Refugees, an undeniable element of the American dream

By Omar Alansari-Kreger, Engage Minnesota

It seems rather reasonable to argue the United States owes the millions of people it has displaced, directly or indirectly, amnesty through a program of refugee resettlement.

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Wherever there are immigrants, there are refugees. The United States is a nation of immigrants, but is it also a nation of refugees? The Puritans were one of the earliest European settlers that arrived in the New World. They fled the Old World to escape bigotry and persecution for their beliefs. They found solace at Plymouth Rock because it offered a place free of bigoted persecution. Therefore, would that make the Puritans America’s first major batch of refugees? At the time, issues surrounding the drama of immigration were not there because as a nation, the United States was nonexistent.

It cannot be stressed enough. The United States is a nation built on the bedrock of immigration. It can be argued that every major wave of immigrants were the refugees of their time. They escaped subsistence by means of serfdom. The foundation of the nation is supported by the promise of providence; a staple of the American Dream. The United States is a grand experiment ceaselessly working toward its optimization. It is the civic responsibility of every generation to impartially define the American Dream. Each definition can be used as an existential nuance to repatriate its foundations to the present.

The Puritans are remembered for their eccentric practices which are hardly fitting examples for tolerance and impartiality, but they were also a unique product of their time. In an Age of Information, we have opportunities never before bestowed on our ancestors. There is no limit to what we can do with information and through its instantaneity, we must establish one grand realization: we need not be the simple products of time. Why not rise to the occasion in ways where we can achieve unprecedented strides toward the achievement of a better world? That all begins with trust in human rights inalienable to all. The pursuit of human rights is among our many great American traditions.

It has served as America’s precipice for greatness. The United States will forever go down in history as a grand civilizational experiment unlike no other. Its few historical rivals are largely found in the likeness of Ancient Rome. It then becomes pertinent to raise one focal question: did the United States achieve its unprecedented scale of grandiosity by closing its borders to the outside world? Some of the most notable accomplishments that captured those “All American Success Stories” are discoverable in the annals of American history. We stumble upon a world where people went from rags to riches. Henry Ford and Andrew Carnegie are among the most notorious.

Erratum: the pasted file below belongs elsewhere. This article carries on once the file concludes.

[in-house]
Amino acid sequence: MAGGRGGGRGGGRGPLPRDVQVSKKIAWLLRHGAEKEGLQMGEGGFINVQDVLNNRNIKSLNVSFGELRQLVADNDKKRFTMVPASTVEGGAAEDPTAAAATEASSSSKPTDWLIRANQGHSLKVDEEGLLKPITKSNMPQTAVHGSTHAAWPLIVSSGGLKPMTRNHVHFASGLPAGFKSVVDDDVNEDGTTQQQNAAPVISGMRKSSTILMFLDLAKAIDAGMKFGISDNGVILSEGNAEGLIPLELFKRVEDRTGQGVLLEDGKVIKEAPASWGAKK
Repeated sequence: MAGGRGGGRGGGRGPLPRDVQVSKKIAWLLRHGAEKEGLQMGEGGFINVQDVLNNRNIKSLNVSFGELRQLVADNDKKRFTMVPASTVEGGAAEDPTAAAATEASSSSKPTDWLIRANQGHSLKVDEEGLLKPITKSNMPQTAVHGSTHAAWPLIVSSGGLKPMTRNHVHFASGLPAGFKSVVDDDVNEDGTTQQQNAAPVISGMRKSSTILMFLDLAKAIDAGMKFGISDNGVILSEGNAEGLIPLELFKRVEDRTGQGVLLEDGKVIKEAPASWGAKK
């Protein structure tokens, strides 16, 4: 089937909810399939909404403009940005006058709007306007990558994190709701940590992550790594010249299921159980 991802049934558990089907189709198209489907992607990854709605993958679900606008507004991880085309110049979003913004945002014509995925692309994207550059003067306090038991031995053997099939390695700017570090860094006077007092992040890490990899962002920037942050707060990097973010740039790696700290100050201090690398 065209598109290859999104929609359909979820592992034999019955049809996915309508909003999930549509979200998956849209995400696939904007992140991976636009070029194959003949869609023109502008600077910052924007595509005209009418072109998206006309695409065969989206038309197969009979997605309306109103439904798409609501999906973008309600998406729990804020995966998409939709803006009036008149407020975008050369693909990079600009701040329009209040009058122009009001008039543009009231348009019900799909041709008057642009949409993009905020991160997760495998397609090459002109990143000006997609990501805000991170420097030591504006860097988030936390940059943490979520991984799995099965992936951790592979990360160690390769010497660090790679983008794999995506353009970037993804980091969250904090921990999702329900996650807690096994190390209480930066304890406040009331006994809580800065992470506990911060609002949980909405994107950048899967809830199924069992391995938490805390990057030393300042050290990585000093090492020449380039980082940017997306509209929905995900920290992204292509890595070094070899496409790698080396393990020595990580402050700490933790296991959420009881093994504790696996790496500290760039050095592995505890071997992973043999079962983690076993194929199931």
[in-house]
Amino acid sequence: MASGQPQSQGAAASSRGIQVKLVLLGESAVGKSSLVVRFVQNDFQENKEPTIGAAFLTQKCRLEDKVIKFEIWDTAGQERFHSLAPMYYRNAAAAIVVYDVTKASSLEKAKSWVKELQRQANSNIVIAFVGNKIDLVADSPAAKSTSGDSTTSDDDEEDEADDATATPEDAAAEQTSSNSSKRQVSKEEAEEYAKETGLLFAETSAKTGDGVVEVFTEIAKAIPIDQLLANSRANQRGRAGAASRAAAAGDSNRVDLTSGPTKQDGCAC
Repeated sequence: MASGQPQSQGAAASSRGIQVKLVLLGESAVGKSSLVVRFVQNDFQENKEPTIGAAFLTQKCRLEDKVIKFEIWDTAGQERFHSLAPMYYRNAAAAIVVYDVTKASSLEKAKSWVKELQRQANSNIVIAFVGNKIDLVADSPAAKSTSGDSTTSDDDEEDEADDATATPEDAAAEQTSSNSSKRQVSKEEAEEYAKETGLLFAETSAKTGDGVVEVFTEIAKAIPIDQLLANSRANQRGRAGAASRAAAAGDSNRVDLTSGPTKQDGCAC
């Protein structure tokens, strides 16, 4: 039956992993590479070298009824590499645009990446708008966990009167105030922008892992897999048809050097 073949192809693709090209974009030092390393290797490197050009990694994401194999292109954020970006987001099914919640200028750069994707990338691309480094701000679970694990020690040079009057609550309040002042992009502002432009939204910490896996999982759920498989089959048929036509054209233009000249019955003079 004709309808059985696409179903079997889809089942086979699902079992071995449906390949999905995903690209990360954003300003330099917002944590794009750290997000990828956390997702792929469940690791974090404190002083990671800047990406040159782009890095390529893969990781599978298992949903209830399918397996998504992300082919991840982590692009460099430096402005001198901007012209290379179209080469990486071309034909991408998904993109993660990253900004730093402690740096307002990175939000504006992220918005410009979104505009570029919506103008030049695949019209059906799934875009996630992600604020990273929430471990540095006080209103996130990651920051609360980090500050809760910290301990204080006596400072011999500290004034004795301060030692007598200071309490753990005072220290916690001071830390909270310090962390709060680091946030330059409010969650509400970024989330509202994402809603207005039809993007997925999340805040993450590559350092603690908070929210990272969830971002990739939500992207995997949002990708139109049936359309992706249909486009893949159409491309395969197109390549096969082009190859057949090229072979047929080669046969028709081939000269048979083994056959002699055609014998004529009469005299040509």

With that in mind, a second question comes to mind: how many Fords and Carnegies of the world are we refusing through Trump’s Immigration Ban targeting Muslims? Out of all Muslim expatriates originating from such nations as Iraq, Syria, and Somalia, what is the actual scale of radicalization that occurs within the greater Islamic Community consisting of all three and more? According to a Pew Research article written by Michael Lipka, it has been asserted, out of a survey questioning Muslim respondents from Lebanon and Syria, that 94% maintained an unfavorable view of extremist groups such as the Islamic State of Iraq and Syria (ISIS).

The fact of the matter is that groups such as ISIS were made possible due to unanticipated blowback from foreign invasions and subsequent occupations. Ten years ago, no one thought that groups like ISIS were possible let alone fathomable. If America decided to scrap “Operation Iraqi Freedom” during its genesis, would groups like ISIS exist in the first place? America never had a true nation-building strategy in Iraq which has led to its gradual deterioration. When superpowers invade and occupy, they must be willing to address the direct consequences of their geopolitical actions. The reality is that America has procured the image of a nation destroyer rather than one as a nation builder.

When a superpower invades and occupies without a comprehensive exit strategy, people will be displaced, refugees will be made, and state infrastructures will remain tattered. The combination of all three gives way to civil strife which will inevitably produce international ramifications as we are currently experiencing. The problem is that in the Middle East, “Operation Iraqi Freedom” produced a tinderbox which ignited a stagnant fire that has now reduced much of the region to ashes. If there was a true court of international law, one cannot help but wonder, would the United States be charged with war crimes specifically crimes against humanity for wars it started let alone finished?

It seems rather reasonable to argue the United States owes the millions of people it has displaced, directly or indirectly, amnesty through a program of refugee resettlement. Granted, it is not feasible to fly all refugees into the United States which is why the Trump Administration must adopt a foreign policy of nation building as opposed to one of carpet-bombing. The spirit of the American Dream is based on the building of a great nation and if that does not directly reflect on the values of our foreign policy, we can keep expecting international crises to intensify and worsen.

Each bomb dropped carries great potential to create a new terrorist.

Omar Alansari-Kreger, of Minneapolis, is a Muslim-American, a writer, and a social activist.

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A Voice for Minnesotan Muslims

Posted on February 20, 2017, in Engage Minnesota, Omar Alansari-Kreger and tagged , , , . Bookmark the permalink. Leave a comment.

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